According to new estimates from Unicef, 100,000 children have been directly affected by the Beirut port explosion on 4 August which left 140 people dead, 5,000 injured and hundreds missing. Around 80,000 children have been displaced with families affected in desperate need of support. Many children have also suffered trauma and remain in shock.
“We are a long way from having comprehensive figures on deaths and injuries among children. For now, we know of at least three children killed and 31 children who required hospitalisation. Partners report approximately a thousand children among the injured,”
Marixie Mercado, Unicef’s spokesperson in Geneva, said at a press briefing.
Over 120 schools were damaged or destroyed, leaving 55,000 children without classrooms and at least 12 primary healthcare facilities, maternal, immunisation and newborn centres in Beirut have been damaged, impacting services for nearly 120,000 people. Five out of seven Unicef-supported vaccine cold rooms were destroyed in the blast, affecting critical vaccination programmes.
Even before the disaster, Lebanon’s hospitals were struggling to cope with a rise in Covid-19 infections. The country is also going through the worst economic crisis since the 1975-1990 civil war, and people were having to deal with daily power cuts, a lack of safe drinking water and limited public healthcare.
“The Beirut explosions have created additional trauma for the children of Lebanon who also have to cope with the impact of a steep economic crisis and a raging pandemic,”
said Unicef Executive Director Henrietta Fore.
A Unicef tent has been set up in Beirut that is being used to provide psychological first aid to children and caregivers, and to refer those who need other services including shelter, water, food, or hygiene items. At least 675 children and caregivers have been reached so far with three additional tents being set up this week.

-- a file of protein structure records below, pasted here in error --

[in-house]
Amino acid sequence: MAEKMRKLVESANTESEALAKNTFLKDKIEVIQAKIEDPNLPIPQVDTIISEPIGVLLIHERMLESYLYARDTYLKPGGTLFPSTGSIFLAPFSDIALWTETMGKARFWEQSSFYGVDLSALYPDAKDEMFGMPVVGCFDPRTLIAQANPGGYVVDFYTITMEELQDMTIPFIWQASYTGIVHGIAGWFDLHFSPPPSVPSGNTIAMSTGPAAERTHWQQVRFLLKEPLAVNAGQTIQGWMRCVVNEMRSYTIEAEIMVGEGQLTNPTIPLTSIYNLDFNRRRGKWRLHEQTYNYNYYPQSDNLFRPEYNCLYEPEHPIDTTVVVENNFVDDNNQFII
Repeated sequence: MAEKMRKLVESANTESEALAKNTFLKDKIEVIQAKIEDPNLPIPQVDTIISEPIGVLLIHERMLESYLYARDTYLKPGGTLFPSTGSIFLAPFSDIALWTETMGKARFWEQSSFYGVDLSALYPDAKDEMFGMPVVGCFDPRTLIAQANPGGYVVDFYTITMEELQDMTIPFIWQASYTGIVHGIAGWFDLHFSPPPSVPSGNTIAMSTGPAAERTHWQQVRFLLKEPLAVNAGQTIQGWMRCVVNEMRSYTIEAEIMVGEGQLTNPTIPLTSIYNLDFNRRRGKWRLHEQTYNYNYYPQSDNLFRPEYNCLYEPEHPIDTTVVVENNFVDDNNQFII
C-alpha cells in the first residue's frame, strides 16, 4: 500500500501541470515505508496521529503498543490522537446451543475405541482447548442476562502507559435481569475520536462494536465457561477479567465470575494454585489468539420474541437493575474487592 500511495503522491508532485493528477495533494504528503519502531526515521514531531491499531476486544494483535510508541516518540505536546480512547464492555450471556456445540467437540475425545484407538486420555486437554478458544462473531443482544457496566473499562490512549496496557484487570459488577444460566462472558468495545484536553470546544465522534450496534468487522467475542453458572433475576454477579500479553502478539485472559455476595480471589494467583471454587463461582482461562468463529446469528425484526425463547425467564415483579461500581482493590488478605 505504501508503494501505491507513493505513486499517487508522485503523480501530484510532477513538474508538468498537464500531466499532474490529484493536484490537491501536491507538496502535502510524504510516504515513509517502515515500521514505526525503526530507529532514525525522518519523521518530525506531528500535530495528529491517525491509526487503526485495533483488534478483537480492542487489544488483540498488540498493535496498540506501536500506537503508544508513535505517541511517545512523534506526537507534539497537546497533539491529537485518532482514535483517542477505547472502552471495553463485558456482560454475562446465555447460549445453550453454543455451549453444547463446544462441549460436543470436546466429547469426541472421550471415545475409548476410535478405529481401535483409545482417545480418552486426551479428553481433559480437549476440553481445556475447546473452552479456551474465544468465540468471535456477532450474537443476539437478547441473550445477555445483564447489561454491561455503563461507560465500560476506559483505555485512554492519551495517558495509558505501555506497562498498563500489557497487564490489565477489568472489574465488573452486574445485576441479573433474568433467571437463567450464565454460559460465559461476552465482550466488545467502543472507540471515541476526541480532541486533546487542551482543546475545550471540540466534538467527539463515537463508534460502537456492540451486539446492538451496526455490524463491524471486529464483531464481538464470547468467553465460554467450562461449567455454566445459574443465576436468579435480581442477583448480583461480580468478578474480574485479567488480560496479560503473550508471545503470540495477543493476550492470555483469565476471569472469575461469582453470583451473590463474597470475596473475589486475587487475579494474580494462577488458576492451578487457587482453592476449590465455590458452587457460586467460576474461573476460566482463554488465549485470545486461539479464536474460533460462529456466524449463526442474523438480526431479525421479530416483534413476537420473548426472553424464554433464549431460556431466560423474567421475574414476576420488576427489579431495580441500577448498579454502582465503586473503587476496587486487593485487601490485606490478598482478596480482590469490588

The longer-term consequences of the explosions on children are yet to be fully grasped, and the fall out will be felt for months and possibly even years to come. Assessments are underway for what a longer sustained response to Lebanon will look like – one that can respond to the multiple challenges the country faces: a huge refugee population, the economic and political crisis, Covid-19, and the destruction wrought by the explosion.
Damaged health care facilities, schools and water connections will need to be rehabilitated, and emergency cash assistance for the most vulnerable families, including health and logistics workers, is also crucially needed.
The World Food Programme has started to bring in supplies of wheat through other ports in Lebanon, as the country’s main grain silo was also destroyed.
The UN Humanitarian Affairs office has released US$6 million from the Central Emergency Response Fund (CERF) to fund trauma care, support hospitals, repair damaged homes and provide logistical support.
In a specially recorded audio message for UN News, Ms. Rochdi, the UN Resident and Humanitarian Coordinator for Lebanon, gave an assurance that all funds that members of the public around the world feel moved to donate to the UN, and its NGO partners,
“will go directly to the people who suffered from this horrendous blast”.
Last week, Unicef announced an updated appeal to reach 100,000 children with support and assistance over the next three months to $46.7 million dollars. Ms Fore said:
“It has been nearly 10 days since the devastating explosions at Beirut’s port. The destruction, as you’ve all seen, is hard to fathom. And it happened in a context of an already collapsed economy, political instability and a surge in COVID-19 cases. From the outset, UNICEF has been with the Lebanese people, working to protect children and the health, water and education facilities that keep them safe.”